For the next four weeks, we’re going to stay in this uneasy and powerless space that I’m calling Easter in Exile. What does it mean to proclaim the good news of Christ’s resurrection – the good news of God that death does not have the final say – even while we are confined in an exilic experience? Each week we’re going to hear from the prophet Jeremiah, as he speaks to Israel in their Babylonian exile, while also proclaiming the story of Christ’s resurrected presence on earth.

I have chuckled a number of times this past week at just how fitting Jeremiah 29 is for our current life situation. During the Babylonian exile, while most of the Jews had been sent out of their homeland to Babylon, there were a number of Jews who were left at home, back in Judea,  back in Jerusalem where the Temple was located.

One of the prophets who remained in Jerusalem was Hananiah. If we back up to Jeremiah, chapter 28, we find that Hananiah had offered a prophecy that the exile would last just two years. In 28:3, we read, “Within two years I will bring back to this place all the vessels of the Lord’s house, which King Nebuchadnezzar of Babylon took away from this place and carried to Babylon.” There was this hopeful promise made that the exile would last just two years. No need to get comfortable – just suck it up, and you’ll be home soon. There’s always someone promising a quick return.

And yet, in chapter 29, Jeremiah writes to refute Hananiah. Near the end of this morning’s text, in 29:8, Jeremiah writes, “For thus says the Lord of hosts: Do not let the prophets and the diviners who are among you deceive you, and do not listen to the dreams that they dream, for it is a lie that they are prophesying to you in my name; I did not send them, says the Lord.” 2020 is not the first time those who were trying to predict the future had a disagreement on just how long the time of exile would last.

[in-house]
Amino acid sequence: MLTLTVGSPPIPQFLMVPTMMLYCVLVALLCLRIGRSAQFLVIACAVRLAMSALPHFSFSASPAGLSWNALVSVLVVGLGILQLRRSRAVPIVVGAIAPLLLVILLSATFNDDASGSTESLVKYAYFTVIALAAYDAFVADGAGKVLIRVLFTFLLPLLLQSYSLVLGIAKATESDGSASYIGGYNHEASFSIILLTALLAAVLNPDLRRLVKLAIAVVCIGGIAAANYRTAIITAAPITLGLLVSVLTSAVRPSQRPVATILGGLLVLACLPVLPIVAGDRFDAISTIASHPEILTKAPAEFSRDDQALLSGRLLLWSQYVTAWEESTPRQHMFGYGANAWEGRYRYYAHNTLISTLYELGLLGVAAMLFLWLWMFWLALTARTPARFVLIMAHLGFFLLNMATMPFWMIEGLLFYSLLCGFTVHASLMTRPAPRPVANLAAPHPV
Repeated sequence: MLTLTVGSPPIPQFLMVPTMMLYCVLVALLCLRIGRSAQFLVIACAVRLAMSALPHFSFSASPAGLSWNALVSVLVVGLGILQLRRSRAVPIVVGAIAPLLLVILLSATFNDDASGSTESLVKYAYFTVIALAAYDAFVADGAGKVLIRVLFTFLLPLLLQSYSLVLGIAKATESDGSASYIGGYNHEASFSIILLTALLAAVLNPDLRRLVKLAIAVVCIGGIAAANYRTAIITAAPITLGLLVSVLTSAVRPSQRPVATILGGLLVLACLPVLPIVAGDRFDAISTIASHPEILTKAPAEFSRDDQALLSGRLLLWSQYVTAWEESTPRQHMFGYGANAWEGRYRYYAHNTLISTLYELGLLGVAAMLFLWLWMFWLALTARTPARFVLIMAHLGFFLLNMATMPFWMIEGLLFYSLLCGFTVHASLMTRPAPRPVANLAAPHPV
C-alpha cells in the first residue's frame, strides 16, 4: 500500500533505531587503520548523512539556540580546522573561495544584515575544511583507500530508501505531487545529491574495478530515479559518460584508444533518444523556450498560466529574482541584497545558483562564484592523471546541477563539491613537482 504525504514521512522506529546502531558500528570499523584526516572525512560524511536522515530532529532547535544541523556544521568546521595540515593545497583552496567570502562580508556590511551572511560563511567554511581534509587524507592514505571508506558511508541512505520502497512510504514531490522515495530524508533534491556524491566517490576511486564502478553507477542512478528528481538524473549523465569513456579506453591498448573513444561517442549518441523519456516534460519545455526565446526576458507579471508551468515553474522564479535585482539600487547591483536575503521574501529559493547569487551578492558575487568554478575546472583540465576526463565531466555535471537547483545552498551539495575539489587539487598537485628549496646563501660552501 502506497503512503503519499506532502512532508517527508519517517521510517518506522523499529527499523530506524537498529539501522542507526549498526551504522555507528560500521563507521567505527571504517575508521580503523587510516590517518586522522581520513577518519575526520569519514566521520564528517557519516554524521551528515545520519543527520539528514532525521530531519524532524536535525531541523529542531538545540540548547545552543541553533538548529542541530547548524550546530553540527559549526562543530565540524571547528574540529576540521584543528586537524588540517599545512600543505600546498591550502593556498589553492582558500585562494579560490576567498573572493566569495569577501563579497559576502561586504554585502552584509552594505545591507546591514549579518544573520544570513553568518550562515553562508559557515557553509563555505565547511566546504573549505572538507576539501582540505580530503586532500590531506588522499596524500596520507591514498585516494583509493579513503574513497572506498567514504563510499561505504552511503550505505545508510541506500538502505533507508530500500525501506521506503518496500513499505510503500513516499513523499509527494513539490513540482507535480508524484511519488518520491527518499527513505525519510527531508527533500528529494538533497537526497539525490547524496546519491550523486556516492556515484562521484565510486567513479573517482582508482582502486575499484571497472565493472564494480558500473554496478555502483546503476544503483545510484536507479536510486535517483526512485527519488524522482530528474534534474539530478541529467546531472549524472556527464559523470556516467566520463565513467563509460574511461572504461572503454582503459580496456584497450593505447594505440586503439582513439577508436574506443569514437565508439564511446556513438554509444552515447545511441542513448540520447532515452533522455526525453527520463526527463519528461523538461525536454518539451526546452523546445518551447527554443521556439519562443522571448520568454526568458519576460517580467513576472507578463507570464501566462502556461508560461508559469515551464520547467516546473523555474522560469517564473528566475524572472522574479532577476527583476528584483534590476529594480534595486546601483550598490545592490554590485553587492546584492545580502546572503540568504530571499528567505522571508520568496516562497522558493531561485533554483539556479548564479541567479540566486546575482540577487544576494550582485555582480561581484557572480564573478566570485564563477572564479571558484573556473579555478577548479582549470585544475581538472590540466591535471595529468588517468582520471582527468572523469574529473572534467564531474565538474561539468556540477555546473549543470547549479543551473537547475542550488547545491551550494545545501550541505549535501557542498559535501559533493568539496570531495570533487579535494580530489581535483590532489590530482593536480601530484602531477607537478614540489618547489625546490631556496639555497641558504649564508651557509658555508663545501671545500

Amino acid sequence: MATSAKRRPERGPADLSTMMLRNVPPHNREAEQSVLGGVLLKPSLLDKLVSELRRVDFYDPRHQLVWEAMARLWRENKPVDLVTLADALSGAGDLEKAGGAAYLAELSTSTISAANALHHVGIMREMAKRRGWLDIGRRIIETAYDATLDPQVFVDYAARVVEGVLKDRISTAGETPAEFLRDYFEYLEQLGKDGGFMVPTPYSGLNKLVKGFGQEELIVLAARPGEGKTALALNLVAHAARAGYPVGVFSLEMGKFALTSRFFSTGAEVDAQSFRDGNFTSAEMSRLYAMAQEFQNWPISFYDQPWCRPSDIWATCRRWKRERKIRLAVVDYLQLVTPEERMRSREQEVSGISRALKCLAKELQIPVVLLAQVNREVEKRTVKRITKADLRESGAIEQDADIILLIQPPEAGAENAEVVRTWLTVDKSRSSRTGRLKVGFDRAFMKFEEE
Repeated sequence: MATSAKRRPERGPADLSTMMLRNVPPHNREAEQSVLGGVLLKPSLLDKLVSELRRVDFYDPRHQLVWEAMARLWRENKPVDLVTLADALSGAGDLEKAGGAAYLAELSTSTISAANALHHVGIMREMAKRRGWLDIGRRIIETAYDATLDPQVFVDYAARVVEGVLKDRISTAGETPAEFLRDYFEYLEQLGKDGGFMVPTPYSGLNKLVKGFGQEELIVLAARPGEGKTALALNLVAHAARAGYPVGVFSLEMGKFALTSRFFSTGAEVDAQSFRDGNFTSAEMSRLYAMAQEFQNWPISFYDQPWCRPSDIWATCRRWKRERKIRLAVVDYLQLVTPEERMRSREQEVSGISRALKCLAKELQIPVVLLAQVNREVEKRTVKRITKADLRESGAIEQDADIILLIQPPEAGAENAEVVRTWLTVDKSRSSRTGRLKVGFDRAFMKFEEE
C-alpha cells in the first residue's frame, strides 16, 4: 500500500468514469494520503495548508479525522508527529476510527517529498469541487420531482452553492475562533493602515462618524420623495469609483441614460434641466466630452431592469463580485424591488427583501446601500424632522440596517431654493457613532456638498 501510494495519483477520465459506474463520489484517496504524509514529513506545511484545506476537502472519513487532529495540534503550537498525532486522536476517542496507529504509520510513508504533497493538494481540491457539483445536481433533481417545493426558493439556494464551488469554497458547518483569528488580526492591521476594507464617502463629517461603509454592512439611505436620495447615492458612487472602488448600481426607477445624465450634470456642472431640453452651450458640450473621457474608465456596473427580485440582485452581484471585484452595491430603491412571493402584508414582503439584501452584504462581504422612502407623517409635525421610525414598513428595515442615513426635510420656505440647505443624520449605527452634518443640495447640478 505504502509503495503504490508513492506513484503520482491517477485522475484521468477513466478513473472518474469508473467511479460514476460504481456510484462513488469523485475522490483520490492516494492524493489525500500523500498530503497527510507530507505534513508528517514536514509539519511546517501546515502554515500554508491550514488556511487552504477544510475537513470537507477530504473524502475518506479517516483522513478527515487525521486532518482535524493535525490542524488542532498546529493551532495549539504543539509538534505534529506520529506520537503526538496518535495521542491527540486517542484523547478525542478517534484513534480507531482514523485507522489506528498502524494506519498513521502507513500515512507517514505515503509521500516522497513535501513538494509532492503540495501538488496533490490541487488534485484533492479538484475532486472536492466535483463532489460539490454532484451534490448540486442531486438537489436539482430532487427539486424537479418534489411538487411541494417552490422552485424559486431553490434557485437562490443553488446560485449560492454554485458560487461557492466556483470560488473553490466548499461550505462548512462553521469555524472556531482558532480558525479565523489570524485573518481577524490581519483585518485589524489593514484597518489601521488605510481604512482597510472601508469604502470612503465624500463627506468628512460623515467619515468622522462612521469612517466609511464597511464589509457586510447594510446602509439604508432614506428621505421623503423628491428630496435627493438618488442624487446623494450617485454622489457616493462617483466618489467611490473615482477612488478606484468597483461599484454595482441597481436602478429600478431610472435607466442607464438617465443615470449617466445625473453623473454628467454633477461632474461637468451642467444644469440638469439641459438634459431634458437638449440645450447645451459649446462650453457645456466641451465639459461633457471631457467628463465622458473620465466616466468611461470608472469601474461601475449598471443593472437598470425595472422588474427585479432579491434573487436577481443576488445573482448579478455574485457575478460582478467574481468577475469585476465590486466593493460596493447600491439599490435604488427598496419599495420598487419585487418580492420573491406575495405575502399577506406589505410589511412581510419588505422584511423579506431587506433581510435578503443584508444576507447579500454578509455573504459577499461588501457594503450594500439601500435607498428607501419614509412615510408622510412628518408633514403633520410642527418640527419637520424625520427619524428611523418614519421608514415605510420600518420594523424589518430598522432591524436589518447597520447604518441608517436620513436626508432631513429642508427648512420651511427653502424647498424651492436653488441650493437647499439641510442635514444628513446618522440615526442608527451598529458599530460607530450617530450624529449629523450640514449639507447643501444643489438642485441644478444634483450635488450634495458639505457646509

Clearly, Jeremiah doesn’t think the exile will be complete in two years’ time. Jeremiah has a much more reasoned and faithful expectation, proclaiming on behalf of God that this is not a year-to-year kind of situation. Though Jeremiah does not, in this text, tell us exactly how long this exile is going to last, he doesn’t shy away from naming the reality of the situation. Beginning in verse 4, Jeremiah proclaims, “Thus says the Lord of hosts, the God of Israel: Build houses and live in them; plant gardens and eat what they produce. Take wives and have sons and daughters; take wives for your sons, and give your daughters in marriage, that they may bear sons and daughters; multiple there, and do not decrease.”

It doesn’t take a genealogical specialist to know that if I’m going to get married, have kids, get my kids married, and get my kids to have kids … if we’re talking about two new generations of children being born … this is not a two-year excursion. Jeremiah is making it clear that they better get comfortable, because this is life for the foreseeable future.

Old Testament Scholar, R. E. Clements, offers, “For Jeremiah, hope and assurance were not to rest on naïve patriotic and unreasoned expectations that God would swiftly put an end to the power of Babylon and so send the exiles back to their homes. Rather they were to be built upon the painful acceptance of the reality of Babylonian rule in the present. Consequently they had to adapt to this situation and learn to endure it.”[i]

Jeremiah’s invitation is life altering. Instead of offering this promise that they would be returning to life as normal quickly– instead of taking the tone of Hananiah and telling the people what they wanted to hear about going back – instead of suggesting that returning to the normalcy of what was before would happen swiftly – Jeremiah proclaims a new way. Jeremiah proclaims a necessity of accepting a new normal.

And the new normal is one that, for the people of Israel at that time, is quite revolutionary.

See, for the people of Israel at that time – somewhere in the late 7th century BCE – they held a firm belief in the residence of God being in the Temple of Jerusalem. To tell the people they better get comfortable being apart from Jerusalem was like telling them they better get comfortable being apart from God. But Jeremiah doesn’t tell them they’ll be living apart from God – Jeremiah’s revolutionary invitation is for them to accept that God will be a part of this new exilic life.

Just after the invitation to set up homes and to give birth to these two new generations, Jeremiah continues in 29:7, saying, “Seek the welfare of the city where I have sent you into exile, and pray to the Lord on its behalf, for in its welfare will you find your welfare.”